The gravest difficulties confronted him. Those affected by the new laws were almost all the Spaniards of the colony, many of them far advanced in years, who had passed through all the trying period of the conquest, and whom the new laws would leave in abject poverty. These had recourse to Bishop Zumárraga to intercede with Tello to obtain a suspension of the order until they could be heard before the Spanish Court. The representatives of the colonists found the emperor, Charles V, at Mechlin, on October 20, 1545. In virtue of the situation as explained to him, he modified the general tenor of the laws so that while still correcting the principal abuses, they would not bear too heavily on the Spaniards of the colony. Through the prudent intervention of Bishop Zumárraga and the compliance of Tello, Mexico was undoubtedly saved from a bloody civil struggle such as engulfed Peru on account of the enforcement of these same laws and from which the Indians emerged worse off than they were before.
The last years of Bishop Zumárraga's life were devoted to carrying out the numerous works he had undertaken for the welfare of his diocese. Among the chief of these should be mentioned: the school for Indian girls; the famous Colegio de Santa Cruz in Tlatelolco; the introduction of the first printing press into the New World; the foundation of various hospitals, especially those of Mexico and Vera Cruz; the impetus he gave to industries, agriculture, and manufactures, for which he brought trained mechanics and labourers from Spain; and the printing of many books. At the instance of the emperor, Pope Paul III separated (February 11, 1546) the See of Mexico from the metropolitan See of Seville, and erected the Archdiocese of Mexico, appointing Bishop Zumárraga first archbishop and designating the dioceses of Oaxaca, Michoacán, Tlaxcala, Guatemala, and Ciudad Real de Chiapas, as suffragans. The Bull of appointment was sent on July 8, 1548, but Bishop Zumárraga had died one month previously.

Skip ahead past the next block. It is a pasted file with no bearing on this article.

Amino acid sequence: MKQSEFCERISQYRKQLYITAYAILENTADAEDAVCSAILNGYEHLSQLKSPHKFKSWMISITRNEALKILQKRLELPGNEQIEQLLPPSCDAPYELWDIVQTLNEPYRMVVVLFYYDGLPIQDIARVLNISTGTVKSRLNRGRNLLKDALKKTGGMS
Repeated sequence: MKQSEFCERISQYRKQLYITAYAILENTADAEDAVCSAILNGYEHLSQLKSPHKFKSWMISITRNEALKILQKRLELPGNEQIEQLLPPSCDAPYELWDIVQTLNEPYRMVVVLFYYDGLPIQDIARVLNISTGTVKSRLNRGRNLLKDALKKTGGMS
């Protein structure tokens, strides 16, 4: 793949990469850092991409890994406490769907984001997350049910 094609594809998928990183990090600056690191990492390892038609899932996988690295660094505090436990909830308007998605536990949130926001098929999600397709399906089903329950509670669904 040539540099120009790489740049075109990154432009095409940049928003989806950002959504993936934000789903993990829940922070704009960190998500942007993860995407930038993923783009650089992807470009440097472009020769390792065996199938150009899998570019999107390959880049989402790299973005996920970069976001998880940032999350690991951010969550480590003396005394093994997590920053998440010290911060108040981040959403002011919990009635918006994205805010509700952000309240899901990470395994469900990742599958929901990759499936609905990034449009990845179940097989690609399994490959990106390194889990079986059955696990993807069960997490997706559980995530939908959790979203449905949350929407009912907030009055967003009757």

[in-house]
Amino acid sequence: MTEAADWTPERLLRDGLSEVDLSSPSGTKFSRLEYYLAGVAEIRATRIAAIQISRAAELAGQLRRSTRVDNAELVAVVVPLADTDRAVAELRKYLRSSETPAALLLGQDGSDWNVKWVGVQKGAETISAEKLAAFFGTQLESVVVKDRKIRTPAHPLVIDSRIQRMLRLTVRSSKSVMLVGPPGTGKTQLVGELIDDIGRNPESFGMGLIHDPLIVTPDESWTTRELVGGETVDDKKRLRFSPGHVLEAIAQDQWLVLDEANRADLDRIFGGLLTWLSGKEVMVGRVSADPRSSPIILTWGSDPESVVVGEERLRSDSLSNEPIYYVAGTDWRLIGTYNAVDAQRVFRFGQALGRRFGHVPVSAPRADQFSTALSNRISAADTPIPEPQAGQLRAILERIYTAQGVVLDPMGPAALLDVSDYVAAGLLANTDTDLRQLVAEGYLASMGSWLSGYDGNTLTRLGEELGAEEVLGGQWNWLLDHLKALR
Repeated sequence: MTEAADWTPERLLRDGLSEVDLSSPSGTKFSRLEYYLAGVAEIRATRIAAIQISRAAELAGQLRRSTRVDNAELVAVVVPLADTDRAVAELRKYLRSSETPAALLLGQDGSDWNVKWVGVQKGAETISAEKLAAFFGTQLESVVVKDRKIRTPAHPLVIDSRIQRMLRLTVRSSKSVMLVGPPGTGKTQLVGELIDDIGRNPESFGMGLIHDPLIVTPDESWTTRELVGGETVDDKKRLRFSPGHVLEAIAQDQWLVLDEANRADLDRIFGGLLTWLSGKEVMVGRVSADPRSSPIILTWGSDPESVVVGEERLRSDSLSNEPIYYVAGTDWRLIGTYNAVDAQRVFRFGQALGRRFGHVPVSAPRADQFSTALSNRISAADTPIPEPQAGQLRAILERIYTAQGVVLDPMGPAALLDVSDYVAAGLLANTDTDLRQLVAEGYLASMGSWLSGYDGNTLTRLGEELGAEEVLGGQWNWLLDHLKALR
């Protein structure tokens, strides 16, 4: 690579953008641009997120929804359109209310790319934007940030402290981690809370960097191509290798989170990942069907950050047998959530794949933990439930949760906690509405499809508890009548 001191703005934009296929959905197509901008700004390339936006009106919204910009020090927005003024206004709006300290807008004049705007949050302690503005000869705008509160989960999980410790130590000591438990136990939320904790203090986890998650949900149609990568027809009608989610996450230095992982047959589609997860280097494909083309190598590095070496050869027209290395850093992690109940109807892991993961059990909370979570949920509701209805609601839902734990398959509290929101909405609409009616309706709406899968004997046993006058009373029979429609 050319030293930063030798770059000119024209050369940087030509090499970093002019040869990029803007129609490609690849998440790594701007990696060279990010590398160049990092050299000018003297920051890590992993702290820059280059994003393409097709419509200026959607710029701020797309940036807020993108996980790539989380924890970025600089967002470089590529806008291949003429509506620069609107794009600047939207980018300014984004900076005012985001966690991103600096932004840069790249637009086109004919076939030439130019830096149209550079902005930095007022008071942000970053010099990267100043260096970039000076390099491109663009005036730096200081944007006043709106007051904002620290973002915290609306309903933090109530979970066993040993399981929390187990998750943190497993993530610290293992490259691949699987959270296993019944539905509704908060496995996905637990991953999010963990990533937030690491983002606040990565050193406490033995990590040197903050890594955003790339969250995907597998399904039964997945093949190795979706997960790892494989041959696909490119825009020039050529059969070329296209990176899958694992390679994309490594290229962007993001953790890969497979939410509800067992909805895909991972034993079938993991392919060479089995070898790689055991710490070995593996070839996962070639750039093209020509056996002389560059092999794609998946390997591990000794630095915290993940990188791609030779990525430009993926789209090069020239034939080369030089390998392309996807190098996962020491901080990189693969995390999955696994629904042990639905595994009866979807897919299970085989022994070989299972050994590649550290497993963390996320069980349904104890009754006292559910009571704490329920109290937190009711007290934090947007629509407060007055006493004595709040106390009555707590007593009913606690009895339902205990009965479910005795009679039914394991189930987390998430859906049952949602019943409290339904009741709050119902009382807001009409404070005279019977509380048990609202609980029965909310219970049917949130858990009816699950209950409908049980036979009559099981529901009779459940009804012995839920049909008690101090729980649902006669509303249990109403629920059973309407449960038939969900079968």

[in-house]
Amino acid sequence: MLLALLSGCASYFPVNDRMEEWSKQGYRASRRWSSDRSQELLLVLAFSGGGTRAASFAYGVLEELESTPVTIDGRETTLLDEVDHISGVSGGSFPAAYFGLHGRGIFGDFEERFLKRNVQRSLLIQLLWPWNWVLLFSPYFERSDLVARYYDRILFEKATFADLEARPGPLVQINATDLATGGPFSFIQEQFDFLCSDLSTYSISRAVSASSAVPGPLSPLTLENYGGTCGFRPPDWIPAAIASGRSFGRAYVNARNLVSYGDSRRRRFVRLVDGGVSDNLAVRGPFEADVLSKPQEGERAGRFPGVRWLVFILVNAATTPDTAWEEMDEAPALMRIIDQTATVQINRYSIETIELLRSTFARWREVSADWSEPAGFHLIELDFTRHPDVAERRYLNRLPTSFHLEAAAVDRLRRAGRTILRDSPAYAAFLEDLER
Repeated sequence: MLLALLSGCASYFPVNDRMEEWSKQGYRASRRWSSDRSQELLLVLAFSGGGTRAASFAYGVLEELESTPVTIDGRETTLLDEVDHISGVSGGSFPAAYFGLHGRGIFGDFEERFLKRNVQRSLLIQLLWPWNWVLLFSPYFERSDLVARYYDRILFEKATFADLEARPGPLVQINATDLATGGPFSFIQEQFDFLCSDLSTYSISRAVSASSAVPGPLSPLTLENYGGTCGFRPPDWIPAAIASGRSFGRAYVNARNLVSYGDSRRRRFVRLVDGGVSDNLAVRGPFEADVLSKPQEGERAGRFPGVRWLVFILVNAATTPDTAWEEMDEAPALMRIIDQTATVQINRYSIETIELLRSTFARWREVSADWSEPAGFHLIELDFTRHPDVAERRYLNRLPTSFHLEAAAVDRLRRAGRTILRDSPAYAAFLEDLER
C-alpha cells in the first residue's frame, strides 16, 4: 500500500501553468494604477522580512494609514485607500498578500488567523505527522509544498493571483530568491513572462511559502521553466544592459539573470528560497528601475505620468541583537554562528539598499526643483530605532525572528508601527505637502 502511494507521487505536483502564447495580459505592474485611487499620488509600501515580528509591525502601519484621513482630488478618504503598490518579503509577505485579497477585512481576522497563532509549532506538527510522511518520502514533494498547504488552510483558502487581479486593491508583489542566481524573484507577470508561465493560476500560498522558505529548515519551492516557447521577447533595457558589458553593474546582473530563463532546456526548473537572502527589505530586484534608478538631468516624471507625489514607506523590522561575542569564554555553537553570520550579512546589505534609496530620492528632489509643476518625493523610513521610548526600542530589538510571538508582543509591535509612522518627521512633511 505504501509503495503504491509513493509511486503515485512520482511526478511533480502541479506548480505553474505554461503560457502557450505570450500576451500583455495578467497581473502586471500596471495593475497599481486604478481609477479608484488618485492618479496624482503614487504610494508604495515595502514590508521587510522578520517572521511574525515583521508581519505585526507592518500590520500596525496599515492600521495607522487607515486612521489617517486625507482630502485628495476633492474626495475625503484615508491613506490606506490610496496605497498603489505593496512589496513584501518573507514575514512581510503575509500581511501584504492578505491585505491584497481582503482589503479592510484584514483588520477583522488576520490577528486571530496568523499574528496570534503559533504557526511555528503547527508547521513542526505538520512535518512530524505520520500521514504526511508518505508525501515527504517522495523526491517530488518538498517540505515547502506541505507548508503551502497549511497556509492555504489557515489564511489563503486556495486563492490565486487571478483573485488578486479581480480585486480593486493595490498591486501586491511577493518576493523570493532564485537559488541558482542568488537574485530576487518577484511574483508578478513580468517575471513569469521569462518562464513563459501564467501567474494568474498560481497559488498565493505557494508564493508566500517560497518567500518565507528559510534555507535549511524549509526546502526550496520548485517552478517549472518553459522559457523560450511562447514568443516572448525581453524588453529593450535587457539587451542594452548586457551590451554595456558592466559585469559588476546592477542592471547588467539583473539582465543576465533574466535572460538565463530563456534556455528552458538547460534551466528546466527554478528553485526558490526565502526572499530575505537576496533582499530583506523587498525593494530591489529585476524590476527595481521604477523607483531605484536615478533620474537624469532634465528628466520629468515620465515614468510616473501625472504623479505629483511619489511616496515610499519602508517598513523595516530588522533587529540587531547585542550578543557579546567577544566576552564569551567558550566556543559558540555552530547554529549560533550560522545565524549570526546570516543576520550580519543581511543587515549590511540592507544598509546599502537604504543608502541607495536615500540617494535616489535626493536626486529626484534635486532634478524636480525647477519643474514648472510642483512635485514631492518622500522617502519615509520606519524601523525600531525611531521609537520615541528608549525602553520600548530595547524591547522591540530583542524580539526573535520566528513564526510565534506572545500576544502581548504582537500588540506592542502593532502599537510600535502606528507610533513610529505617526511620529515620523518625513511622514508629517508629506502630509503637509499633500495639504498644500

Bishop Zumarraga is also credited with chocolate becoming a popular drink among Europeans. A community of nuns in Oaxaca, after encountering a recipe of cocoa mixed with sugar, prepared it for the bishop. Prior to this, ground cocoa had not found a role in European diets.
- Murray, Stuart A. P. (2009). The Library: An Illustrated History (ALA ed.). New York: Skyhorse Publishing. p. 136. ISBN 9781616084530.
- Crivelli, Camillus. "Juan de Zumárraga." The Catholic Encyclopedia. Vol. 15. New York: Robert Appleton Company, 1912. 11 Sept. 2014
- Catholic Hierarchy: "Archbishop Juan de Zumárraga, O.F.M." retrieved November 11, 2015
- Mercier, Jacques. The Temptation of Chocolate, p. 57, Lannoo Uitgeverij, 2008 ISBN 9782873865337
- Himmerich y Valencia, Robert (1996) . The Encomenderos of New Spain, 1521–1555. Austin: University of Texas Press. p. 266.
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|Catholic Church titles|
|New title||Bishop of Mexico
Alonso de Montúfar
Title last held byHernando Medel
|Encomendero of Ocuituco